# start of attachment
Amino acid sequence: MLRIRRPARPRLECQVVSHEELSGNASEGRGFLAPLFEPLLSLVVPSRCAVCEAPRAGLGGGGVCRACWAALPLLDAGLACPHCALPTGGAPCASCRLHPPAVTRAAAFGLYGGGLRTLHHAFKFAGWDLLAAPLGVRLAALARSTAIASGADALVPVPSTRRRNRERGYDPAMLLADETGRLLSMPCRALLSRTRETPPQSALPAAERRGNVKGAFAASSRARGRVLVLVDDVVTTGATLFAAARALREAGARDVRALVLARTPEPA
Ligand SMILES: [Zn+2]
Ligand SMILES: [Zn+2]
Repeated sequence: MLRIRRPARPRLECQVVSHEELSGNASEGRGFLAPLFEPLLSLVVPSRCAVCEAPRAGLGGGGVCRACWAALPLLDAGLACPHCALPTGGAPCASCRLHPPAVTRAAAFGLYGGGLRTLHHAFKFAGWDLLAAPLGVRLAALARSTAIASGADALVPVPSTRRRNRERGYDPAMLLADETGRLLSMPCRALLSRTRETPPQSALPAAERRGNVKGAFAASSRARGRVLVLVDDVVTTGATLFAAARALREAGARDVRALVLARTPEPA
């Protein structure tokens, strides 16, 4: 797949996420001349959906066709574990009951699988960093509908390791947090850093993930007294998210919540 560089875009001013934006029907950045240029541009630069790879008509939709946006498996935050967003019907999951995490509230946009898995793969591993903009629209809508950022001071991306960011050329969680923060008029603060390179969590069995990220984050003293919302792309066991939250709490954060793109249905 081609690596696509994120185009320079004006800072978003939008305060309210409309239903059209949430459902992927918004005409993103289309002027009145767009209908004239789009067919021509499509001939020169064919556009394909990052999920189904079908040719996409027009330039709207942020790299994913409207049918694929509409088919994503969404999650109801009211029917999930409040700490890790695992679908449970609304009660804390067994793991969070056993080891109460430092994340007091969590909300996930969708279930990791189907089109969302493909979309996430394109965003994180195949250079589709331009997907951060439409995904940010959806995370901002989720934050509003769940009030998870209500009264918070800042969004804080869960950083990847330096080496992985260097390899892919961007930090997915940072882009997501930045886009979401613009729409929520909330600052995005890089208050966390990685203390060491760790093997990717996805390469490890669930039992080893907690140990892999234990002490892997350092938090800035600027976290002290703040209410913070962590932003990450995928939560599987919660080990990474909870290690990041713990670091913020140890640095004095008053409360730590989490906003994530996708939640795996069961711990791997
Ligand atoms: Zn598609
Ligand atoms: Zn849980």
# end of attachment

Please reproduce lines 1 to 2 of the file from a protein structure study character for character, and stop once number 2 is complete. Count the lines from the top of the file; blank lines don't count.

Amino acid sequence: MLRIRRPARPRLECQVVSHEELSGNASEGRGFLAPLFEPLLSLVVPSRCAVCEAPRAGLGGGGVCRACWAALPLLDAGLACPHCALPTGGAPCASCRLHPPAVTRAAAFGLYGGGLRTLHHAFKFAGWDLLAAPLGVRLAALARSTAIASGADALVPVPSTRRRNRERGYDPAMLLADETGRLLSMPCRALLSRTRETPPQSALPAAERRGNVKGAFAASSRARGRVLVLVDDVVTTGATLFAAARALREAGARDVRALVLARTPEPA
Ligand SMILES: [Zn+2]